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My baby has white patches in her mouth. What could this be?
It could be the common and sometimes painful oral yeast infection known as thrush. Thrush causes creamy white or yellow patches to develop on the sides, roof, gums, lips, and tongue of a baby's mouth. It also can spread to the throat, tonsils, or esophagus. Thrush is most common in infants and toddlers.
What causes thrush in babies?
Yeast is normally present in everyone's digestive system, but an infection can set in if there's an imbalance.
Some infants first come in contact with yeast in the birth canal. After your baby is born, antibiotics can trigger a case of thrush, whether you are taking the medication (if you're breastfeeding) or your baby is. That's because antibiotics kill off "good" bacteria that keep yeast in check.
Some moms and babies pass the infection back and forth: Your baby can spread thrush to you if you're breastfeeding, resulting in a painful yeast infection on your nipples that will require treatment. And you can give your baby a case of thrush if you're breastfeeding and develop a yeast infection on your nipples from taking antibiotics.
On the other hand, it's possible for you to remain symptom-free, even if you're breastfeeding a baby who has thrush. Similarly, your breastfed baby may not be affected by your yeast infection.
Some people think thrush can also be caused by sucking on a bottle or pacifier for an extended period of time. Others think unclean bottle nipples are to blame. But infants who breastfeed exclusively and don't use pacifiers can still get thrush, so it's hard to pinpoint one single cause. Some babies (and moms) are simply more susceptible to yeast infections than others.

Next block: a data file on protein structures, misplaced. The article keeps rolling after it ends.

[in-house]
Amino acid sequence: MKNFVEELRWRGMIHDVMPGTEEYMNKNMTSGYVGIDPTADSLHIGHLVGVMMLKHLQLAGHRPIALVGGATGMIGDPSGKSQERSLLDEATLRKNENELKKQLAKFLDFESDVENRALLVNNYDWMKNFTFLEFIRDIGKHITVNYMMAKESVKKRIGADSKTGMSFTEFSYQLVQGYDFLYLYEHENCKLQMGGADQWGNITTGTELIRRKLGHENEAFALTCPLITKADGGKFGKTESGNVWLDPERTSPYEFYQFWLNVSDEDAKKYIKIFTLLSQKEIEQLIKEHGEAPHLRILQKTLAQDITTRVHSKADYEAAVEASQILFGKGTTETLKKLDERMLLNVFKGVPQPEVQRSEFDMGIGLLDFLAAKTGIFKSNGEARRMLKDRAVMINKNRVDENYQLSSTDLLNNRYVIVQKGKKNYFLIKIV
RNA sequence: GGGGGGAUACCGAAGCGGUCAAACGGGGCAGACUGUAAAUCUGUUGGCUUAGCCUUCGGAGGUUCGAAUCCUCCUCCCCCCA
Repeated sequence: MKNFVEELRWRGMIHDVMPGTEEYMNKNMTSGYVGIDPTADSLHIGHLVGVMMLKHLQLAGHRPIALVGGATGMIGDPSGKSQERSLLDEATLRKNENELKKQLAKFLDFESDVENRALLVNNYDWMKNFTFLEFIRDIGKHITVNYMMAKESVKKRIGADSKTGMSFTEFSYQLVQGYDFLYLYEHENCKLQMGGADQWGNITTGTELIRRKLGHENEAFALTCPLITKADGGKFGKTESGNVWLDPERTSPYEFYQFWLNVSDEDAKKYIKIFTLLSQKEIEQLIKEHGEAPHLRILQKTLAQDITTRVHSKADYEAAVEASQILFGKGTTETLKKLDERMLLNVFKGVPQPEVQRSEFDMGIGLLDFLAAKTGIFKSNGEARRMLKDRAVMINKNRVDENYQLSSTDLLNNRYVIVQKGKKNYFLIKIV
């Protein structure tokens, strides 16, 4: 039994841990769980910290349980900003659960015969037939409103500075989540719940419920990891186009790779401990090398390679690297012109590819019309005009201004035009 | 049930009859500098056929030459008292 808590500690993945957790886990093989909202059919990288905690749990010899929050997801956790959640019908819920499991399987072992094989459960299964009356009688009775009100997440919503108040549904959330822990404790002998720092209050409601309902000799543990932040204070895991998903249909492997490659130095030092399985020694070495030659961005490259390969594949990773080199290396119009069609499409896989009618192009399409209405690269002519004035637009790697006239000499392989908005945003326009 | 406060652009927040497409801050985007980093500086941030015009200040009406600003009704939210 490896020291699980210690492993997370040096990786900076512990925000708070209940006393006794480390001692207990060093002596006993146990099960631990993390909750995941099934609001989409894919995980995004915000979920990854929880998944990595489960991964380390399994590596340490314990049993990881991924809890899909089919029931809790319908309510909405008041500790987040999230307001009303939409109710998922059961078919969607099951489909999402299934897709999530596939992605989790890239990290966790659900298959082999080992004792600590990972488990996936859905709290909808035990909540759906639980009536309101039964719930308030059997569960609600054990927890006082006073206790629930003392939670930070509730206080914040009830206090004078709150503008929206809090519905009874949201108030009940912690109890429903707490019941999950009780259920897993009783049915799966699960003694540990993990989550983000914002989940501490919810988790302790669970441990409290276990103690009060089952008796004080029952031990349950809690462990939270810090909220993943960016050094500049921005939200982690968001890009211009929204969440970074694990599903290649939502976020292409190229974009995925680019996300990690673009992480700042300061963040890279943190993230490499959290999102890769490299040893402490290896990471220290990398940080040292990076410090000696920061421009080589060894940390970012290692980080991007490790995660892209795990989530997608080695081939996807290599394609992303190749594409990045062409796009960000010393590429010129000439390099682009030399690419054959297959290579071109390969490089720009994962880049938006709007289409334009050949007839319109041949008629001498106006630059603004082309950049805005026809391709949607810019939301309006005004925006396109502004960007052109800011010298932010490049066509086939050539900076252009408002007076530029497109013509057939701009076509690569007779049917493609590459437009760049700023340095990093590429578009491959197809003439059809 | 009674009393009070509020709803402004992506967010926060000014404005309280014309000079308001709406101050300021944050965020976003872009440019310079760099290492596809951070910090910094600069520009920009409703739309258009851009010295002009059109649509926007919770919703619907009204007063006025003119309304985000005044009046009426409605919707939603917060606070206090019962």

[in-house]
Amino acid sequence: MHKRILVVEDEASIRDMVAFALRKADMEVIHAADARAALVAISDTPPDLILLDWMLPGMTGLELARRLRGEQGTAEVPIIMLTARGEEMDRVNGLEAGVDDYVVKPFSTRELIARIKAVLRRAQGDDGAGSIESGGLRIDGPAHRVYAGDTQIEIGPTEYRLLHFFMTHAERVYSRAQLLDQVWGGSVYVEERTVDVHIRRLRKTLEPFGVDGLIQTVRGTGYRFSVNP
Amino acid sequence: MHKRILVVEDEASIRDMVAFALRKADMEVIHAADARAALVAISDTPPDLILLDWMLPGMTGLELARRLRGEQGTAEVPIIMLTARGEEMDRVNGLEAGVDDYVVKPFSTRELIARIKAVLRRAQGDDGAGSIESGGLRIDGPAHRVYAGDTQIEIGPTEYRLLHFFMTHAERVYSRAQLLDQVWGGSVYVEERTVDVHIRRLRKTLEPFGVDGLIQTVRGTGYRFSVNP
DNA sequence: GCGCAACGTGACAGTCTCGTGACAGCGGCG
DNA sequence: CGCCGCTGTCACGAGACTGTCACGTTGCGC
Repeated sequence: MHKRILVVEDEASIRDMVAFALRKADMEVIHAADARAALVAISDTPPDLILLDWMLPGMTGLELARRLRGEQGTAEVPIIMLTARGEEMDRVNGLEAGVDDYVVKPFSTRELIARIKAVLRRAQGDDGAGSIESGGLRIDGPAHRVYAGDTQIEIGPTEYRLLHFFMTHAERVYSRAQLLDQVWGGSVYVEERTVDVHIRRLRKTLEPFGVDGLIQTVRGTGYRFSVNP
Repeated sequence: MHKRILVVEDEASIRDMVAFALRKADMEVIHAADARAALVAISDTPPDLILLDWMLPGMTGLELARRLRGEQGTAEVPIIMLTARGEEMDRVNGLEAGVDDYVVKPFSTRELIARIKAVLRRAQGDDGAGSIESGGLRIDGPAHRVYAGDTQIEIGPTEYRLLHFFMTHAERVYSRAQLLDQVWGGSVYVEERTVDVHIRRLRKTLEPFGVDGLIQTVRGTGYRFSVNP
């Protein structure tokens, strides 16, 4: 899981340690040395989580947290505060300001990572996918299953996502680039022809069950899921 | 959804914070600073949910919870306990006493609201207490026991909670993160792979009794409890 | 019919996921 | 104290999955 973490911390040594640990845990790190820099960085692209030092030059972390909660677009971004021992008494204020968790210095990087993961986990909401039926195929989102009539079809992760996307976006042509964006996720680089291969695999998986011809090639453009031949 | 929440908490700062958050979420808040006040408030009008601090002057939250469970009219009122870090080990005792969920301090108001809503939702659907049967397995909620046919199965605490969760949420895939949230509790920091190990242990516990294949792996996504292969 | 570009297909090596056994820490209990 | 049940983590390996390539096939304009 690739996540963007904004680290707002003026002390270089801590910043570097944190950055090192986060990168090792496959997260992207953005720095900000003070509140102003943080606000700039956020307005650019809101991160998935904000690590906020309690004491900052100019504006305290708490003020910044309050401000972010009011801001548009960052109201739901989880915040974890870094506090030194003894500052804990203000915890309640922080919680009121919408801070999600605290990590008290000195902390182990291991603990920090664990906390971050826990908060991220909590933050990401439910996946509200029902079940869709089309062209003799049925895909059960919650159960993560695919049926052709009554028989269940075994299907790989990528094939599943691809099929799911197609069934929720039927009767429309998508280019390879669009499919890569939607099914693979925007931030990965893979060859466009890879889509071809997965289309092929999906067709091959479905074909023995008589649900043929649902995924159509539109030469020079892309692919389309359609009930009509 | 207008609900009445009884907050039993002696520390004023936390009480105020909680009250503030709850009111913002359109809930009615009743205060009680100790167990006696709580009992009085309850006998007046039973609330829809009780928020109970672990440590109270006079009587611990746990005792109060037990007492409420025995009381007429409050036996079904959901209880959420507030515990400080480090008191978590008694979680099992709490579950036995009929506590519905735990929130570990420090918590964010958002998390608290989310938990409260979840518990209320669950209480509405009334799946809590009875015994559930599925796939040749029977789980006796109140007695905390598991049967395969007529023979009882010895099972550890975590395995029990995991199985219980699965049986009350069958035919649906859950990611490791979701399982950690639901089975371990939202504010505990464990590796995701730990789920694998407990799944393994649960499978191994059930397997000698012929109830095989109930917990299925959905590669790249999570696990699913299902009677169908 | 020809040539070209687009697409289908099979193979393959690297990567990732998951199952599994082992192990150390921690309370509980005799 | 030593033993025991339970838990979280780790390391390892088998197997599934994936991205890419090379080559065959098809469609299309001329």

What are the symptoms of thrush?
If you notice a white coating only on your baby's tongue, it's probably just milk residue (especially if you can wipe it off). But call your baby's provider if you see any of the following signs:
- White or yellow patches on your baby's lips, tongue, roof of the mouth, or inside of the cheeks, gums, or throat. Patches of thrush look like cottage cheese and aren't easily washed off.
- Crying when nursing or sucking on a pacifier or bottle. The white or yellow patches may be painful and make feeding uncomfortable if the infection is severe. (Note: Some babies with thrush don't feel any pain or discomfort and are able to feed normally.)
- Some babies with thrush also develop a yeast diaper rash – a raised, patchy, or bright or dark red rash with distinct borders. Small, red spots frequently appear around the edges of the main rash. The affected area is red and may be tender or painful, and the rash can creep into the folds of skin around your child's genitals and legs. It almost never appears on the buttocks.
How can I treat thrush?
If your baby's provider diagnoses thrush, she may prescribe an oral antifungal medication (often nystatin) and recommend giving your baby acetaminophen for the pain. It may take about two weeks to clear up the infection.
For a diaper rash, your provider may also prescribe nystatin ointment to use in the diaper area.